How Advocacy Helps Hungry Marylanders
ad·vo·ca·cy | \ˈad-və-kə-sē
The act or process of supporting a cause or proposal.
Advocacy is an important part of what the Maryland Food Bank does for the 665,420 Marylanders who don’t always know where their next meal will come from. If we don’t help amplify the voices of the children, seniors, veterans, hardworking families and individuals who rely on the food assistance safety net, who will?
How Does Advocacy Happen?
Change does not occur overnight. It often begins with a singular action that draws attention to a cause or issue. In the case of the Maryland Food Bank, founder Ann Miller made the connection between surplus frozen doughnuts and hunger in her neighborhood.
She began to feed her hungry neighbors from her garage, starting a movement.
In 1978, after visiting food banks in Detroit and Phoenix, Ann brought the idea here to Baltimore. With much planning and determination, Ann opened the first food bank on the east coast in April of 1979.
Later that year, Ann hired Bill Ewing as executive director, and together, they reached out to the area’s major players in the food industry, as well as local and state legislators, and philanthropic organizations, turning these key stakeholders into advocates, which allowed the burgeoning movement to tackle hunger on a larger scale.
In 1979, the Maryland Food Bank distributed 400,000 pounds of food to 38 assistance sites in Baltimore City. In 1981, we expanded our focus, opening a branch on the Eastern Shore to better serve some of Maryland’s most impoverished counties.
Over the next three decades, more than 1,000 community advocates would join the movement, magnifying the impact by becoming MFB network partners. Today, this statewide food assistance safety net distributes enough food annually to provide more than 37 million meals.
How Important is Advocacy?
Advocacy is how we gain and maintain allies in the fight to end hunger in Maryland. It’s how we raise awareness and stay top-of-mind among our core stakeholders. It’s how we have built such a strong anti-hunger movement.
In his 2002 paper Explaining Nonprofit Advocacy: An Exploratory Analysis, Dr. Lester Salamon, the director of the Johns Hopkins Center for Civil Society Studies, remarked “of all the functions of the nonprofit sector, few are more critical than that of advocacy, of representing alternative perspectives and pressing them on public and private decision makers.”
When Advocacy Changes the Game
Successful advocacy is not just speaking out about a cause; it’s also about listening. By actively soliciting input, and really listening to our supporters, we’ve recognized that we need to be more than just a food provider. While we will continue to source and distribute nutritious food to address the immediate effects of hunger, we have begun to seek solutions to solving its many root causes.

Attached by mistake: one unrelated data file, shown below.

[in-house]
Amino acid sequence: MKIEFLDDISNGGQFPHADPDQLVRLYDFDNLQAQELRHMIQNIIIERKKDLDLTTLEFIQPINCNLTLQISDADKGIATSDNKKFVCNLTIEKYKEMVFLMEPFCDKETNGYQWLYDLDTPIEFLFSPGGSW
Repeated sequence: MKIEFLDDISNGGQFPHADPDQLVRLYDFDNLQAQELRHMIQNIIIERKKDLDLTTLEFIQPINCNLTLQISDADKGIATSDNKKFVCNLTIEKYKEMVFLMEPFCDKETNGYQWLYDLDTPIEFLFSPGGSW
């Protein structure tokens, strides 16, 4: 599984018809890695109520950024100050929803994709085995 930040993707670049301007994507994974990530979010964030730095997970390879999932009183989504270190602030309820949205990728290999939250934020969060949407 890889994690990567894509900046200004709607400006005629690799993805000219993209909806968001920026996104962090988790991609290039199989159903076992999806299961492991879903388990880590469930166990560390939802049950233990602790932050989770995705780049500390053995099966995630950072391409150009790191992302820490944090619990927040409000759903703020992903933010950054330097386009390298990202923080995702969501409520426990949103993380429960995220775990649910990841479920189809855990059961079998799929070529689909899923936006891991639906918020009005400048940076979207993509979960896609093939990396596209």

We are planning to expand our already successful FoodWorks culinary training program, which has placed hundreds of graduates into food and hospitality industry jobs, and plan to forge additional pathways out of hunger for more Marylanders.
By building relationships with other service providers – offering high-need services such as healthcare, transportation, housing, workforce development – we can offer a wide-array of solutions that will meet people where they are and help them deal with their unique circumstances.
Our Advocacy Efforts in Your Neighborhood, Annapolis, and Washington D.C.
Food is a basic human right, and hunger is a non-partisan issue that doesn’t discriminate. For 40 years, through administrations both Democratic and Republican, we’ve been fighting hard for our neighbors in need at the city, county, state, and federal government levels.
We regularly visit legislators’ offices, take them on tours of our facilities, and bring them to food distribution events at our network partner locations. We work hard to ensure that the people who have the power to legislate and help fund the food assistance safety net understand how hunger negatively affects Marylanders, our communities, our cities, and our entire state.
“Our legislators genuinely care about their constituents, but they have a lot of priorities,” said Nancy Smith, MFB’s senior director of government relations and principal gifts. “Once they realize that there are people in their communities who work hard, but still can’t make ends meet and have nowhere else to turn, they quickly become advocates for us.”